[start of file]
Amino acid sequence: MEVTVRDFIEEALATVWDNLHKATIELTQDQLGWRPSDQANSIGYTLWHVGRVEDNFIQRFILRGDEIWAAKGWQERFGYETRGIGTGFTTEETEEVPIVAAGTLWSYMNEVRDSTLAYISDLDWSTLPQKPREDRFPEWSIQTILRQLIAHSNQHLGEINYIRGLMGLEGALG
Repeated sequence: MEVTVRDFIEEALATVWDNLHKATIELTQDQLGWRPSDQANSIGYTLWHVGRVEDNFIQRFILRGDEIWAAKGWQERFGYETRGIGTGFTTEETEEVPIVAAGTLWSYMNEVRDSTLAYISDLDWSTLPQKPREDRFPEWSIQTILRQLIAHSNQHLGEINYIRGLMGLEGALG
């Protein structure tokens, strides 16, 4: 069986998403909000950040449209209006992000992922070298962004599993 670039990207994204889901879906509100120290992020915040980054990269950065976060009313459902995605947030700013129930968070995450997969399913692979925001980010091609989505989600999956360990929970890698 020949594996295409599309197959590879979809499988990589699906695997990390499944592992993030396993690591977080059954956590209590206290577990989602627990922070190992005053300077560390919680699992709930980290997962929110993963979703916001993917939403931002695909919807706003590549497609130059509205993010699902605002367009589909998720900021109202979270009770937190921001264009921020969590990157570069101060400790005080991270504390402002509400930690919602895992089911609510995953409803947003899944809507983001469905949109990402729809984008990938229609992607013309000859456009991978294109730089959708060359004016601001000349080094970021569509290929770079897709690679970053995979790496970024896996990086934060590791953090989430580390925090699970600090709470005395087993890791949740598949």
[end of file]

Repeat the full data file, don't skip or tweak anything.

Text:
Amino acid sequence: MEVTVRDFIEEALATVWDNLHKATIELTQDQLGWRPSDQANSIGYTLWHVGRVEDNFIQRFILRGDEIWAAKGWQERFGYETRGIGTGFTTEETEEVPIVAAGTLWSYMNEVRDSTLAYISDLDWSTLPQKPREDRFPEWSIQTILRQLIAHSNQHLGEINYIRGLMGLEGALG
Repeated sequence: MEVTVRDFIEEALATVWDNLHKATIELTQDQLGWRPSDQANSIGYTLWHVGRVEDNFIQRFILRGDEIWAAKGWQERFGYETRGIGTGFTTEETEEVPIVAAGTLWSYMNEVRDSTLAYISDLDWSTLPQKPREDRFPEWSIQTILRQLIAHSNQHLGEINYIRGLMGLEGALG
């Protein structure tokens, strides 16, 4: 069986998403909000950040449209209006992000992922070298962004599993 670039990207994204889901879906509100120290992020915040980054990269950065976060009313459902995605947030700013129930968070995450997969399913692979925001980010091609989505989600999956360990929970890698 020949594996295409599309197959590879979809499988990589699906695997990390499944592992993030396993690591977080059954956590209590206290577990989602627990922070190992005053300077560390919680699992709930980290997962929110993963979703916001993917939403931002695909919807706003590549497609130059509205993010699902605002367009589909998720900021109202979270009770937190921001264009921020969590990157570069101060400790005080991270504390402002509400930690919602895992089911609510995953409803947003899944809507983001469905949109990402729809984008990938229609992607013309000859456009991978294109730089959708060359004016601001000349080094970021569509290929770079897709690679970053995979790496970024896996990086934060590791953090989430580390925090699970600090709470005395087993890791949740598949």